Consumer shopping preferences have changed greatly since the start of the COVID-19 pandemic two years ago. A new global study from the IBM Institute for Business Value (IBV) and National Retail Federation (NRF) helps quantify what I discuss with clients every day – consumer expectations have increased, and so retailers and brands must work to meet the need for more personalized customer experiences, transparent supply chains, and agile operations.
Consumers surveyed seek to control the shopping experience, and “hybrid shopping” is here to stay
According to the study, many habits consumers adopted out of necessity during the COVID-19 pandemic are now the norm. Hybrid shopping – when consumers split their shopping journeys across multiple digital, physical, and mobile touchpoints – is the method of choice for 27% of consumers surveyed, and over 1 in 3 Gen Zers surveyed. And stores are still critical – nearly three fourths (72%) of consumers surveyed still use stores as part of their primary method of buying. The study shows consumers surveyed are also using more technology and fulfillment options in the shopping process – self-checkout, curbside pickup, scan & buy, local delivery, and contactless payments have all become commonplace – shifting how customer engagement, merchandise planning, supply chain, stores, and fulfillment needs to operate.
The rise of the purpose-driven consumer
Two years ago, our Consumer 2020 study identified an emerging trend – consumers surveyed choosing brands based on how well those brands align with their values, rather than making purchases based solely on cost, selection, and convenience. We called this group “purpose-driven” consumers.
Today, purpose-driven consumers represent the largest segment (44%) of global consumers surveyed – and it’s consistent across all major product categories. And these surveyed consumers are active and involved in the shopping process, engaged with retailers and brands, and eager for more information to help them make better decisions, according to the research. In short, they are ideal brand ambassadors, and thus a critical cohort for retailers to cultivate.
Consumers surveyed say sustainability is more important for purchase and brand decisions, but their actions don’t line up yet
The research shows that 62% of consumers surveyed say they are willing to change their purchasing habits to help reduce environmental impact (up from 57% two years ago). More strikingly, half of respondents say they’re willing to pay a premium for sustainability – an average premium of 70%. This is roughly double the premium from 2020.
But these consumer claims remain somewhat aspirational. There’s a significant gap between what consumers surveyed say and how they actually spend their money. Only 31% of respondents indicated that sustainable products made up more than half of their last purchase.
One way to help close this gap is with transparency. About 1 in 5 respondents said that more information – what makes a product sustainable, where products are sourced, produced, and manufactured, and how to re-use, return, or recycle them – will help them buy more sustainably. As brands continue to invest in sustainability initiatives, their progress is being tracked in social media and broadcast by mass media, helping them attract purpose-driven consumers – or lose them.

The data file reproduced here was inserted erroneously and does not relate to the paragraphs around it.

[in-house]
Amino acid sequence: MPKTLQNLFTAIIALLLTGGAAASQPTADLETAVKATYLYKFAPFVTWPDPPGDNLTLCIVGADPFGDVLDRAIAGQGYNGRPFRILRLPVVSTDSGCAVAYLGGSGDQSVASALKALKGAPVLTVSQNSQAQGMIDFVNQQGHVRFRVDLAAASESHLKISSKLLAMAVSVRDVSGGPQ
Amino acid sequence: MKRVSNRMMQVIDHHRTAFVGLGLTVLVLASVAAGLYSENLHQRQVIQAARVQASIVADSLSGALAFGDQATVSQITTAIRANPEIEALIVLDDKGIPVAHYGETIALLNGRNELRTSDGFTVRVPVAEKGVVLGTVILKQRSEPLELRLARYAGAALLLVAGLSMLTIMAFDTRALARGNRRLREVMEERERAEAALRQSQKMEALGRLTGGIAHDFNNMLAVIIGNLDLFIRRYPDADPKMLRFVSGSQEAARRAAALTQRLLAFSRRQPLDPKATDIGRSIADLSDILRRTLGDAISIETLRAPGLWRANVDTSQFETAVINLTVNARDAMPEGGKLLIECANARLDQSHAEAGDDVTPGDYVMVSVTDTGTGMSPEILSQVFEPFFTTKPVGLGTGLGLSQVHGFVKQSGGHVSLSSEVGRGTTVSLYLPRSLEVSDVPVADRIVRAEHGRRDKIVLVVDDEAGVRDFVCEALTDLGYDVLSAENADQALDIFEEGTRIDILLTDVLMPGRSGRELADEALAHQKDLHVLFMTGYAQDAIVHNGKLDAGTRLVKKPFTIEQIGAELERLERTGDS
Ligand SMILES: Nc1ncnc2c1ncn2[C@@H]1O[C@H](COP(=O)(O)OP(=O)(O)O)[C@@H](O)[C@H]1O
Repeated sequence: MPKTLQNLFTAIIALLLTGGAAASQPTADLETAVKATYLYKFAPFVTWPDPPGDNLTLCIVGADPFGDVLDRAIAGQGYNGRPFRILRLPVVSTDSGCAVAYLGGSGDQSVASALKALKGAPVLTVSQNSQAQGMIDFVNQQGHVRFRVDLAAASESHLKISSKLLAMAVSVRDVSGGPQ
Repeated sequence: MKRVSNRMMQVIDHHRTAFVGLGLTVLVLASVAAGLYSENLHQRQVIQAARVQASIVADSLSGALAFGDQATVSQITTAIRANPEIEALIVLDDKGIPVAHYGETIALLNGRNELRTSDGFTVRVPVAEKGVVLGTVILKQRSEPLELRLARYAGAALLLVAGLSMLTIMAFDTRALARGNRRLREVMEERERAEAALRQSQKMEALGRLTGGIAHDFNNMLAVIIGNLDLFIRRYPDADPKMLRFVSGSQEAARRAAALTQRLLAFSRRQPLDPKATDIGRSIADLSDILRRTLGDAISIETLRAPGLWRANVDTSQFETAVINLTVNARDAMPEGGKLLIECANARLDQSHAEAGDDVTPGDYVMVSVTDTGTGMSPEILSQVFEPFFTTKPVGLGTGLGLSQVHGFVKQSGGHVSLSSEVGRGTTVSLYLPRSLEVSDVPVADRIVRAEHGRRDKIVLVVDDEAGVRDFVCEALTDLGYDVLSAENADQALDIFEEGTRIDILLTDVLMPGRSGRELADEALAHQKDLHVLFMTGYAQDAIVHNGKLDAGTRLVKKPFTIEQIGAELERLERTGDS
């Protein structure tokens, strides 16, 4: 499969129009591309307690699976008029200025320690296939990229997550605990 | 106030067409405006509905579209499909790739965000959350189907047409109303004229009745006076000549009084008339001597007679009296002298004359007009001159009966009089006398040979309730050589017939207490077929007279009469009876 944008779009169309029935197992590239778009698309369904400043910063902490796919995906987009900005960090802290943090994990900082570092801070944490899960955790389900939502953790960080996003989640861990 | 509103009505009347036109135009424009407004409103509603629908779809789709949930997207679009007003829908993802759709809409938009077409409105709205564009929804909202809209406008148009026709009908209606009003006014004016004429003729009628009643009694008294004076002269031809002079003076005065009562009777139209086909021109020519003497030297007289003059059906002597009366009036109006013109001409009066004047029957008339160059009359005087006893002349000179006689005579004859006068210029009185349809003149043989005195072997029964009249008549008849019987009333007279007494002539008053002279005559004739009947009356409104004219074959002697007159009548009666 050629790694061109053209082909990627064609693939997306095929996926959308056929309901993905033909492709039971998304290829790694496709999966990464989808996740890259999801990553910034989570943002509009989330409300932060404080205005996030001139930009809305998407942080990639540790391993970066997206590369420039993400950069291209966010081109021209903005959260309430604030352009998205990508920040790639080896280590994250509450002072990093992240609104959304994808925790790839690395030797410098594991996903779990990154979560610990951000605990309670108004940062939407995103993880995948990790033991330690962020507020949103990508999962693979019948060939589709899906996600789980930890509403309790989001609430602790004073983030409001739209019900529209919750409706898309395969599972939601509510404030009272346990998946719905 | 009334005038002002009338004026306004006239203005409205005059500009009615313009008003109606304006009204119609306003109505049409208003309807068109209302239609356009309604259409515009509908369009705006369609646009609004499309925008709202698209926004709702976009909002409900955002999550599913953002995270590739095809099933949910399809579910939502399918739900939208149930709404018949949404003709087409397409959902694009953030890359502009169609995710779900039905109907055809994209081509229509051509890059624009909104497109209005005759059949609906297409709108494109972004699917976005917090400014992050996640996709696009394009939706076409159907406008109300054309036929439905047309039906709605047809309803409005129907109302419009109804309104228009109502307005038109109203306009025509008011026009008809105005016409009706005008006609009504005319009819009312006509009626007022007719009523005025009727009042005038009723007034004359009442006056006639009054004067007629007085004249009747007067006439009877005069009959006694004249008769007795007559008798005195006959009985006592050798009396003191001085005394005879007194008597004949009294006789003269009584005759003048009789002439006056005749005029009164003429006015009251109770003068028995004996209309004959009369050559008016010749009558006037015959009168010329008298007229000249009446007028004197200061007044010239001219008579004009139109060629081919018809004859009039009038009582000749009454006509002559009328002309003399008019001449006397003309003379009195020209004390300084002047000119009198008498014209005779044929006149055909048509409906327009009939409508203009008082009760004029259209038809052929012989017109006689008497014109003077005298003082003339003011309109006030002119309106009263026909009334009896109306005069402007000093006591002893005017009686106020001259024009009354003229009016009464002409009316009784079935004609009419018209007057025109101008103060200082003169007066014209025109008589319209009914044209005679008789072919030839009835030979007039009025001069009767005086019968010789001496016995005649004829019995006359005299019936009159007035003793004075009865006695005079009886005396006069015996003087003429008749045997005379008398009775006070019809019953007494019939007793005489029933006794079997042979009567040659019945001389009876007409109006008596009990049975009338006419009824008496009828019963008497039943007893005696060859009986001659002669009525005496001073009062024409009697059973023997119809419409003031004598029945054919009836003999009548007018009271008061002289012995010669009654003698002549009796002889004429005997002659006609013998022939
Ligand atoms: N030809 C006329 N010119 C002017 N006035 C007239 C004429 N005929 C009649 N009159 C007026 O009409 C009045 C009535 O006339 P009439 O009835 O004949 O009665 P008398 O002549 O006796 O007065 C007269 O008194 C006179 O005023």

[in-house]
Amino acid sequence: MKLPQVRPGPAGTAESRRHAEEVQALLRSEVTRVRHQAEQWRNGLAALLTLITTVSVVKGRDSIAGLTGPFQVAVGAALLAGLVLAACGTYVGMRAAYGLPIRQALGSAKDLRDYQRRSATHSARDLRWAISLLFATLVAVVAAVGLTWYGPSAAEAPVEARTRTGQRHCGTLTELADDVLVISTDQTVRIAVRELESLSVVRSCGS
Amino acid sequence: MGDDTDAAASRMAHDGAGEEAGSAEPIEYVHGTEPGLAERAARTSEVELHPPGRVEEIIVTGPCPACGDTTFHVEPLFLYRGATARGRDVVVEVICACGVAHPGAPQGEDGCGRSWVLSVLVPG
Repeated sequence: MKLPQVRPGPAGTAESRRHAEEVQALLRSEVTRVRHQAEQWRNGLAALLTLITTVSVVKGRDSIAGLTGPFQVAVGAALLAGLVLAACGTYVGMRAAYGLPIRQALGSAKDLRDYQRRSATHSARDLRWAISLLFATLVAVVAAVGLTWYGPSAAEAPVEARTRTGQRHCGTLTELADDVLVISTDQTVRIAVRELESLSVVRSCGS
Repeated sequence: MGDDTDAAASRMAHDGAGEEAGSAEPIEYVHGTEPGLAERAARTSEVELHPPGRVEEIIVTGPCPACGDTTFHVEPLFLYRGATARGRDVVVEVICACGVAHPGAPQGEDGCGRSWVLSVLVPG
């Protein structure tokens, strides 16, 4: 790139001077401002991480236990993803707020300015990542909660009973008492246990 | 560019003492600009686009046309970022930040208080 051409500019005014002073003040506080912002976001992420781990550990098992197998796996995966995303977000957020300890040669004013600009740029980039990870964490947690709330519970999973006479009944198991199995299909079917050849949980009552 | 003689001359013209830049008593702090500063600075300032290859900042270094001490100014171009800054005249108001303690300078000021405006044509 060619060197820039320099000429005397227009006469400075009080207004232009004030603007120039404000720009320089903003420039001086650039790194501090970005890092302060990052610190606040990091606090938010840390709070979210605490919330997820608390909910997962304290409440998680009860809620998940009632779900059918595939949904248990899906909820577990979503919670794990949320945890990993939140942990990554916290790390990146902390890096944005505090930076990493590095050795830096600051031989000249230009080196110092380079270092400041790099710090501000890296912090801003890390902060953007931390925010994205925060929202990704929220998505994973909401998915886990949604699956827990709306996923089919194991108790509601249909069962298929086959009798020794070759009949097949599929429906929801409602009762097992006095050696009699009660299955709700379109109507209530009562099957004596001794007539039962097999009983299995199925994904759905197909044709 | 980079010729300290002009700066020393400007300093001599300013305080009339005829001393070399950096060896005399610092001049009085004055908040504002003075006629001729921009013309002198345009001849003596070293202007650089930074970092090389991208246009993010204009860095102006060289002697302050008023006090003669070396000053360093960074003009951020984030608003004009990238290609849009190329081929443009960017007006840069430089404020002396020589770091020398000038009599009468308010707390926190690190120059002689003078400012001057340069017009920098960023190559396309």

Actions for retailers
It’s clear from the survey findings that retailers should streamline the hybrid shopping experience and make sustainable shopping much easier for their customers. Technologies such as AI, blockchain, and IoT can all be pieces of the puzzle. And developing these capabilities at the new speed of business requires advanced automation and hybrid cloud designed to help transform processes, improve operational agility and adapt to consumers’ changing needs.
Retailers can improve hybrid shopping by integrating their digital and physical operating platforms to help deliver an experience that leverages the strengths of each. Retailers should also understand which touchpoints are most important to which customers, and be prepared to make near real-time changes as their needs shift. This requires robust customer data platforms designed to collect and analyze information from internal and external sources to help them run the business at a more localized and individualized level.
It’s important to remember that despite all the activity around “digital” in the past 5 years, the industry is still in the early stages of full digital transformation. AI and hybrid cloud, along with intelligent workflows and other “nextgen” capabilities, should move beyond the pilot stages and become deeply embedded into retailers’ operations to help obtain the agility needed to run a successful business. These capabilities can be essential to improving self-service options, enabling store associates to play more strategic roles, deploying hyper-localized assortments at scale, operating a multi-speed supply chain, and delivering on ESG commitments.
As more consumers align their purchases with their values, retailers and brands can help close the intention-action gap by making it easier for their customers to understand how a given product supports sustainability. It’s important for companies to translate jargon into language that consumers can understand and offer tradeoffs between cost, service, and environmental impact that can empower consumers to make their own choices.
In this new shopping environment, agility is the name of the game, and leading brands and retailers recognize that technology is the ace up their sleeve.
By Karl Haller | Global Leader, Consumer Center of Competency, IBM Consulting